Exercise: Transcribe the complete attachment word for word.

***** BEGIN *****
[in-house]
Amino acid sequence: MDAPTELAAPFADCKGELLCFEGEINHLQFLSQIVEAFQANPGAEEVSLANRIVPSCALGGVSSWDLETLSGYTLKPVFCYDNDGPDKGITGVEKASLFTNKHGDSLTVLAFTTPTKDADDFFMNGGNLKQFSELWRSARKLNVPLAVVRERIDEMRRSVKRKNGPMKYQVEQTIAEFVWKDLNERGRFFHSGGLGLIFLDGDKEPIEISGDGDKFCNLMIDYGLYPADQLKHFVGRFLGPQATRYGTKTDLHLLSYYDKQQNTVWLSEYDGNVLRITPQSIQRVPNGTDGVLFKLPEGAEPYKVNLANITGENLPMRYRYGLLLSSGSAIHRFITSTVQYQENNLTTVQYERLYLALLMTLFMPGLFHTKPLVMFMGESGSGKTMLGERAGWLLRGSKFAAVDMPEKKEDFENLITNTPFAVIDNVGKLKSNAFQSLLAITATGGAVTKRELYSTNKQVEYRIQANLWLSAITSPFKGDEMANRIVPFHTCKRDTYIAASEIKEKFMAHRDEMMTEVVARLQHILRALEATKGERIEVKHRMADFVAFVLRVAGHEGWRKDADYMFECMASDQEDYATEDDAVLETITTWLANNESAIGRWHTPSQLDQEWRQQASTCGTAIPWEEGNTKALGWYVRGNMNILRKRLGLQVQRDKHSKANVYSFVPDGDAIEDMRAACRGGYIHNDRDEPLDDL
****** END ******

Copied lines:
[in-house]
Amino acid sequence: MDAPTELAAPFADCKGELLCFEGEINHLQFLSQIVEAFQANPGAEEVSLANRIVPSCALGGVSSWDLETLSGYTLKPVFCYDNDGPDKGITGVEKASLFTNKHGDSLTVLAFTTPTKDADDFFMNGGNLKQFSELWRSARKLNVPLAVVRERIDEMRRSVKRKNGPMKYQVEQTIAEFVWKDLNERGRFFHSGGLGLIFLDGDKEPIEISGDGDKFCNLMIDYGLYPADQLKHFVGRFLGPQATRYGTKTDLHLLSYYDKQQNTVWLSEYDGNVLRITPQSIQRVPNGTDGVLFKLPEGAEPYKVNLANITGENLPMRYRYGLLLSSGSAIHRFITSTVQYQENNLTTVQYERLYLALLMTLFMPGLFHTKPLVMFMGESGSGKTMLGERAGWLLRGSKFAAVDMPEKKEDFENLITNTPFAVIDNVGKLKSNAFQSLLAITATGGAVTKRELYSTNKQVEYRIQANLWLSAITSPFKGDEMANRIVPFHTCKRDTYIAASEIKEKFMAHRDEMMTEVVARLQHILRALEATKGERIEVKHRMADFVAFVLRVAGHEGWRKDADYMFECMASDQEDYATEDDAVLETITTWLANNESAIGRWHTPSQLDQEWRQQASTCGTAIPWEEGNTKALGWYVRGNMNILRKRLGLQVQRDKHSKANVYSFVPDGDAIEDMRAACRGGYIHNDRDEPLDDL